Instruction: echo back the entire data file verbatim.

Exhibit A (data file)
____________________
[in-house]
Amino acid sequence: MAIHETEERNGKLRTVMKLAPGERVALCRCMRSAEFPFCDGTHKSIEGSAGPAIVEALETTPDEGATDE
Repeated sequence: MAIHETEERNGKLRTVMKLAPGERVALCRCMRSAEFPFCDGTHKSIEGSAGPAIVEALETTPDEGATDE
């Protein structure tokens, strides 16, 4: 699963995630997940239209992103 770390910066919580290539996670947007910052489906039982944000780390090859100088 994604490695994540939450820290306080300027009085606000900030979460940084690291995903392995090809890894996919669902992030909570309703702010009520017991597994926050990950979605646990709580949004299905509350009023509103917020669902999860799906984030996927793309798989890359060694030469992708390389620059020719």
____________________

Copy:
[in-house]
Amino acid sequence: MAIHETEERNGKLRTVMKLAPGERVALCRCMRSAEFPFCDGTHKSIEGSAGPAIVEALETTPDEGATDE
Repeated sequence: MAIHETEERNGKLRTVMKLAPGERVALCRCMRSAEFPFCDGTHKSIEGSAGPAIVEALETTPDEGATDE
């Protein structure tokens, strides 16, 4: 699963995630997940239209992103 770390910066919580290539996670947007910052489906039982944000780390090859100088 994604490695994540939450820290306080300027009085606000900030979460940084690291995903392995090809890894996919669902992030909570309703702010009520017991597994926050990950979605646990709580949004299905509350009023509103917020669902999860799906984030996927793309798989890359060694030469992708390389620059020719």